Modify your i3 config file, usually ~/.i3/config :

exec terminator -c dropdown -p dropdown -T "Le Terminator" -H --geometry=1550x800

for_window [class="Terminator" instance="dropdown"] floating enable

That’s as simple as this.

EDIT: as per Joe’s comment, you can also configure i3 to place your floating Terminator window wherever you want (in his case, top off the screen). This still goes into your i3 config from above :

for_window [class=”Terminator” instance=”dropdown”] floating enable move absolute position 0 0

There’s still one limitation which I didn’t come across yet :

  • Unlike Yakuake, our drop-down terminator has a fixed geometry which you must set in the i3 config above and does not support percentage values. So if you have multiple screens of different resolutions it won’t adapt on them based on the screen you want to show your drop-down terminator.

So long, Yakuake !

py3status v0.5

Since the first release of py3status, quite a bunch of bugfixes and features came such as python3 support and SIGUSR1 signal handling to force an update of the bar.


  • bugfix : fix delta variable declaration
  • examples : add GLPI open tickets counter module example
  • python3 compatibility inspired by waaaaargh (Johannes Firlefanz)
  • improvement : iterate over user classes in a sorted manner to allow a predictive ordering of outputs
  • bugfix : dont fail if i3status output comes slower than py3status message polling interval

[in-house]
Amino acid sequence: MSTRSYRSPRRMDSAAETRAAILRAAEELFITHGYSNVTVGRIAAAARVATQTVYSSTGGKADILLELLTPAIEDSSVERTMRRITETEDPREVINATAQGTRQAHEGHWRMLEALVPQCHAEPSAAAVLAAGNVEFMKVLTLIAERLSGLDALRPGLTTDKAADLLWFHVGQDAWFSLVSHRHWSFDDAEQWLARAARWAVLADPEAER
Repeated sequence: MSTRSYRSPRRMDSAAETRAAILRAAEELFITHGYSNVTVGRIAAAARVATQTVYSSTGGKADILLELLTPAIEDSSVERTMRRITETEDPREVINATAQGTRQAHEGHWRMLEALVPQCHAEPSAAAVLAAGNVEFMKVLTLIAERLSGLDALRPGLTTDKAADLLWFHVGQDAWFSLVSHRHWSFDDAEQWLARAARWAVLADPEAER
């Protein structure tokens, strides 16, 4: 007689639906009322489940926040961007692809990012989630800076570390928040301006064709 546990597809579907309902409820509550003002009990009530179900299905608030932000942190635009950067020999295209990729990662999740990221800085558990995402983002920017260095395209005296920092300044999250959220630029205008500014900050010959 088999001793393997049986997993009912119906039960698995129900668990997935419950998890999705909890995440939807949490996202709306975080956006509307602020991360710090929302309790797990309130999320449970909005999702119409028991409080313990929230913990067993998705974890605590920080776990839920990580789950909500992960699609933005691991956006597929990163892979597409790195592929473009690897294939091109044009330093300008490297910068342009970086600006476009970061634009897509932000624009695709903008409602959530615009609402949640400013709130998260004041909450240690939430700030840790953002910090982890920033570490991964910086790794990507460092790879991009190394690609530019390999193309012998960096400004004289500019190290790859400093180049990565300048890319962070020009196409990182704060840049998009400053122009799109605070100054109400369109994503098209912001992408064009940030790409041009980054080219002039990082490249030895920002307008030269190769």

• feature : signal SIGUSR1 forces i3status and i3bar refresh, feature request by Michael Schaefer

Meet py3status

This is the first public release of one of my open-source projects, don’t hesitate to share some feedback and/or thoughts with me.


As a sysadmin, I have a lot of consoles open on multiples desktops and my 30″ screen was still not enough to cover my needs. To make things short, I needed to spare every pixel I could and KDE was really frustrating me as it was wasting a lot of space and ran quite a bunch of useless stuff in the background (akonadi/nepomuk anyone ?).

Then came my cyclic rage about it and I finally found my precious : i3wm. I just love it as it is what I ever needed : a lightweight yet very functional and handy WM.

  • No more resizing my consoles to fit next to each other and I can still use floating windows for the needed applications.